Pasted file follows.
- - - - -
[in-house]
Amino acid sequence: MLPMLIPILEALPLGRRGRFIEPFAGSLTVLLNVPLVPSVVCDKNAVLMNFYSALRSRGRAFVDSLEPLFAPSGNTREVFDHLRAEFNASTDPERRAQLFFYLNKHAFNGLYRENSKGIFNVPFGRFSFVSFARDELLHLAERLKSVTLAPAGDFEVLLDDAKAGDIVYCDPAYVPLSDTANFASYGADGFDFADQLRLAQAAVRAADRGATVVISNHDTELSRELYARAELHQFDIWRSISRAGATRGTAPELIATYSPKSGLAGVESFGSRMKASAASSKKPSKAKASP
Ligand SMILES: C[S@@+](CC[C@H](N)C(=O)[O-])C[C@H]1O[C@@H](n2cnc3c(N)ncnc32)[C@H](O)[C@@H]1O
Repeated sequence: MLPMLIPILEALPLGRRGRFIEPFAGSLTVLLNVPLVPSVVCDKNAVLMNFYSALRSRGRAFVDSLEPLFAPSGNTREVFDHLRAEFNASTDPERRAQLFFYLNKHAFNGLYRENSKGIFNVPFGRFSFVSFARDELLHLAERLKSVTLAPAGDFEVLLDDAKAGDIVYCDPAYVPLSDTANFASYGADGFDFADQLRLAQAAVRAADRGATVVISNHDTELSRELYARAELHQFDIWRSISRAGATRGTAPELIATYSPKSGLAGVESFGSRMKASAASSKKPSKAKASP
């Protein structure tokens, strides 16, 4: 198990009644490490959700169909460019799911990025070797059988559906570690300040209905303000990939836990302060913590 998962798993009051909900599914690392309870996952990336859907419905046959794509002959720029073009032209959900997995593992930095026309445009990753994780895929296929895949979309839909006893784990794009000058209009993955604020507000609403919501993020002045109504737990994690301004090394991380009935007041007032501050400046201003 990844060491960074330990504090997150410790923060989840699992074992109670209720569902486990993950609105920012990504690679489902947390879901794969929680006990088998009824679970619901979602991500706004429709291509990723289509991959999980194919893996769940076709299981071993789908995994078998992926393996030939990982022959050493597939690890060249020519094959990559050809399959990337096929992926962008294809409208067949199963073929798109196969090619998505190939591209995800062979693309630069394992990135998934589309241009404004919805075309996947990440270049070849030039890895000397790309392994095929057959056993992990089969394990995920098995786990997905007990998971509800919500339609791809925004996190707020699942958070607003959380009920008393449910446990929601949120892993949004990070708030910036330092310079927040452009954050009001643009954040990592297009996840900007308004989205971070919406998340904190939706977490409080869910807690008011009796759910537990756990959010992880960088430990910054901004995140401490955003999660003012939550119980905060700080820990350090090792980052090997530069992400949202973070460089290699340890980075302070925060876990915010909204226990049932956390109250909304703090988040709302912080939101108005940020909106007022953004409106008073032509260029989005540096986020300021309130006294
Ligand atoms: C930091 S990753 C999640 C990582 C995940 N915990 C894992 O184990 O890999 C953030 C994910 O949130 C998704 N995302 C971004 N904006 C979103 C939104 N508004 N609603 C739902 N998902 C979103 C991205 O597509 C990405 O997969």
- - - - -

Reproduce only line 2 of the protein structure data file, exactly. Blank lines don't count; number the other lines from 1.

Amino acid sequence: MLPMLIPILEALPLGRRGRFIEPFAGSLTVLLNVPLVPSVVCDKNAVLMNFYSALRSRGRAFVDSLEPLFAPSGNTREVFDHLRAEFNASTDPERRAQLFFYLNKHAFNGLYRENSKGIFNVPFGRFSFVSFARDELLHLAERLKSVTLAPAGDFEVLLDDAKAGDIVYCDPAYVPLSDTANFASYGADGFDFADQLRLAQAAVRAADRGATVVISNHDTELSRELYARAELHQFDIWRSISRAGATRGTAPELIATYSPKSGLAGVESFGSRMKASAASSKKPSKAKASP